Over my (Perry Jameson) nearly 30 years of practicing veterinary medicine, one of the major and best changes is our management of pain. We have virtually the same medications at our disposal to control pain in our patients that are available for humans. There are now medications produced specifically to control pain in pets that avoid some of the side effects the human equivalents can cause.
On the human side, the patient can orally tell her physician where, when, and even how bad the pain is. Then, when she returns, they can discuss how any therapy has helped and adjust accordingly.
In veterinary medicine, our patients, obviously, cannot describe to us how they are hurting. As I discussed in a recent column, there are multiple reasons that dogs mask pain symptoms, which making diagnosis of pain and disease difficult. I think cats are even harder to diagnose than dogs.
When I personally go to my physician, I know exactly why I am there, but I still find myself becoming nervous for some unknown reason. Just imagine being a cat and having no idea where you are or why. Strange people are touching and looking closely at you. The cats are nervous, frightened and ready to run or fight. This causes the release of multiple hormones that temporarily relieve pain. This makes it extremely difficult for us to identify pain during a physical examination.
With dogs, we can have Mom or Dad walk them down a hallway or even outdoors to assess for changes in their gait. Rarely can this ever be done with a cat. When I place a cat on the exam room floor to watch him walk, usually he runs beneath a chair and hides or crouches, making observation of lameness impossible.
Since our patients cannot inform us, we primarily depend on Mom and Dad for help. This is important as our ability to provide comfort and pain relief is only as good as our ability to recognize it.
You know your cat better than anyone, so the first thing to watch for is a change in ordinary activities. Describe these changes to your pet’s veterinarian. I know some of my clients get frustrated when I take a history, as I frequently interrupt with questions, but I need to know certain things in detail to better identify the problems.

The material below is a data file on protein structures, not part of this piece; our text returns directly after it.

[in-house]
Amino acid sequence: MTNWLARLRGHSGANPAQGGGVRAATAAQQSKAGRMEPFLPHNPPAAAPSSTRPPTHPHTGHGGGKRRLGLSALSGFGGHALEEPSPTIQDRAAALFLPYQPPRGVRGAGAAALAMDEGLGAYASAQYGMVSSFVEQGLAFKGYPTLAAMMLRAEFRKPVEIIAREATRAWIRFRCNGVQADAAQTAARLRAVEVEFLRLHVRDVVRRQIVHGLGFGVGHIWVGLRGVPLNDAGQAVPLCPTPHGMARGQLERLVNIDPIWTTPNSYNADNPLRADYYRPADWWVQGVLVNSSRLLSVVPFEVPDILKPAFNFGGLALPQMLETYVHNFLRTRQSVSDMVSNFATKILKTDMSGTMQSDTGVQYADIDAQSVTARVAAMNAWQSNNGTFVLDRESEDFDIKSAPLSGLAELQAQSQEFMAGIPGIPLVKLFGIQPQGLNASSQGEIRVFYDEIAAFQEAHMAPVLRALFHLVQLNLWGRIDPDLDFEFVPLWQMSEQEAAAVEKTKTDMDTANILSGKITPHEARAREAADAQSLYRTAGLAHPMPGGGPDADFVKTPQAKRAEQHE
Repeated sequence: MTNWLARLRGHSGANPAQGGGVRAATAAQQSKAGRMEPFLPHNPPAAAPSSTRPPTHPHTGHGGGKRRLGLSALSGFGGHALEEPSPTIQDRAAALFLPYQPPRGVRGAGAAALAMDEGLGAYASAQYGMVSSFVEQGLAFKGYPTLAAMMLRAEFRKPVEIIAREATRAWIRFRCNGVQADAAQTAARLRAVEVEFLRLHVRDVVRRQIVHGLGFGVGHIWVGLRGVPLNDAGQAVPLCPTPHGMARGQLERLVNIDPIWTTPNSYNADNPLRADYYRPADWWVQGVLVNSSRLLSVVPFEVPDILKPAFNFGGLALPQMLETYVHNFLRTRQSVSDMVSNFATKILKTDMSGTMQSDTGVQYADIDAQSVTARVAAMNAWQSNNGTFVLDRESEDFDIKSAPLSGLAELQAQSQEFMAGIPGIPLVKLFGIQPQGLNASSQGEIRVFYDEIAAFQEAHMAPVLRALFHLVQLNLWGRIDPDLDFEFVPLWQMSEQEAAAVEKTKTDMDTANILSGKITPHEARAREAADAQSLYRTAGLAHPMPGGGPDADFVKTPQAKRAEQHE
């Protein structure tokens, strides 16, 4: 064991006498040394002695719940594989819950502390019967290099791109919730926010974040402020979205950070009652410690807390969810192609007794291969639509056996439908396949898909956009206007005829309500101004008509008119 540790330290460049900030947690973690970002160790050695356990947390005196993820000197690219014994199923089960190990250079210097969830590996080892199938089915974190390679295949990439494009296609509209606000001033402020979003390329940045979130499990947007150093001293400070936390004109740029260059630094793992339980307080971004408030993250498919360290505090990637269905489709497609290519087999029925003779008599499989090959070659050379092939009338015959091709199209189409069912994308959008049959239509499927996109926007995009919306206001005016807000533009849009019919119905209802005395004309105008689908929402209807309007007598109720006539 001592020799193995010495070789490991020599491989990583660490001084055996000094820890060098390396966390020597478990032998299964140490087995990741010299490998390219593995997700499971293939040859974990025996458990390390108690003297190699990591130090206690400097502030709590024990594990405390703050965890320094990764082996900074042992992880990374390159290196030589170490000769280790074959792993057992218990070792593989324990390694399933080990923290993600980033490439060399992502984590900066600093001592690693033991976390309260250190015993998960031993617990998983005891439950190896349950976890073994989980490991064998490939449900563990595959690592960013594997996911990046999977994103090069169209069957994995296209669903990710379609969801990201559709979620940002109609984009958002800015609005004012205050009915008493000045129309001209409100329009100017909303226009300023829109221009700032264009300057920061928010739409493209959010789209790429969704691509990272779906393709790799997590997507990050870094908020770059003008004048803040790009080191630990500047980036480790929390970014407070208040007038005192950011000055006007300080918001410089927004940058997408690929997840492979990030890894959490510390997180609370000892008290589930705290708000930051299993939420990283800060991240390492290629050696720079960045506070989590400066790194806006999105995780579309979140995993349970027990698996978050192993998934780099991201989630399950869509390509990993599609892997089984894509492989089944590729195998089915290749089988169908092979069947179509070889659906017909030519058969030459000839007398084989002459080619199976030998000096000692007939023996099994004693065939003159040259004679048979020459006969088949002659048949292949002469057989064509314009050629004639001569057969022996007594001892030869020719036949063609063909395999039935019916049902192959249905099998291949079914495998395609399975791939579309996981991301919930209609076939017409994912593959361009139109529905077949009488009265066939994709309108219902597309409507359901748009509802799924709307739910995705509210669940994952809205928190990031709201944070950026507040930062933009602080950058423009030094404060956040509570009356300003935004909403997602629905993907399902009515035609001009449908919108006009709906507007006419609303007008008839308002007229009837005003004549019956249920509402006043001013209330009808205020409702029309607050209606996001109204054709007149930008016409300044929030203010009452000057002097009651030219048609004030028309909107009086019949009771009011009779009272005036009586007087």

In particular, note changes in eating and drinking routines. Bathroom habits may be altered. They may have trouble getting into and out of the litter box and may even change the posture they use while eliminating. Going outside the box may not be behavioral but from the discomfort of getting into the box or pain in posturing low enough. Notice changes in activity level and socialization.
One of the best tools in the past five years is the ability to record videos on our phones. Record what your cat is doing at home, where it will be much more active than in an exam room. Cats will move normally and not in a fearful manner. My history-taking has evolved to now ask parents if they have a recording of their pet’s behavior for me to watch.
It is hard for us to often assess how painful our hospitalized patients and post-operative patients truly are. Researchers are constantly coming up with new ways. Some involve measuring hormones released when in pain to diagnose and then noting drops when therapy is working. But this is not practical in most settings.
Dr. Paulo Steagall, an associate professor of veterinary anesthesia and analgesia at the University of Montreal, presented his research at the AVMA convention in August. He developed the Feline Grimace Scale as a means of measuring cat pain.
He used several different changes in facial expression to create a score from 0-10, with the number increasing with the level of pain. The cat gets a score of 0-2 for the following five different facial action groups: ear position, orbital tightening, muzzle tension, whisker position and head position.
An example of ear-position scoring is ears upright and facing forward is 0, ears pulled slightly apart is 1 and ears flattened and rotated outward is 2. Another example is whiskers loose and curved scores 0, whiskers slightly curved or straight 1, and whiskers straight and moving forward 2.
Using this scoring system, they were able to document scores dropping with analgesic therapy. He described a cat that was brought to the ER following a spay with a score of 10. Once pain medications were started, her score dropped to 3.
It is important to treat our pets for their pain. By making them feel better, they will eat sooner and heal faster. However, to treat we have to be able to identify that they are in pain. Like most problems, this involves you and your pet’s veterinarian working together.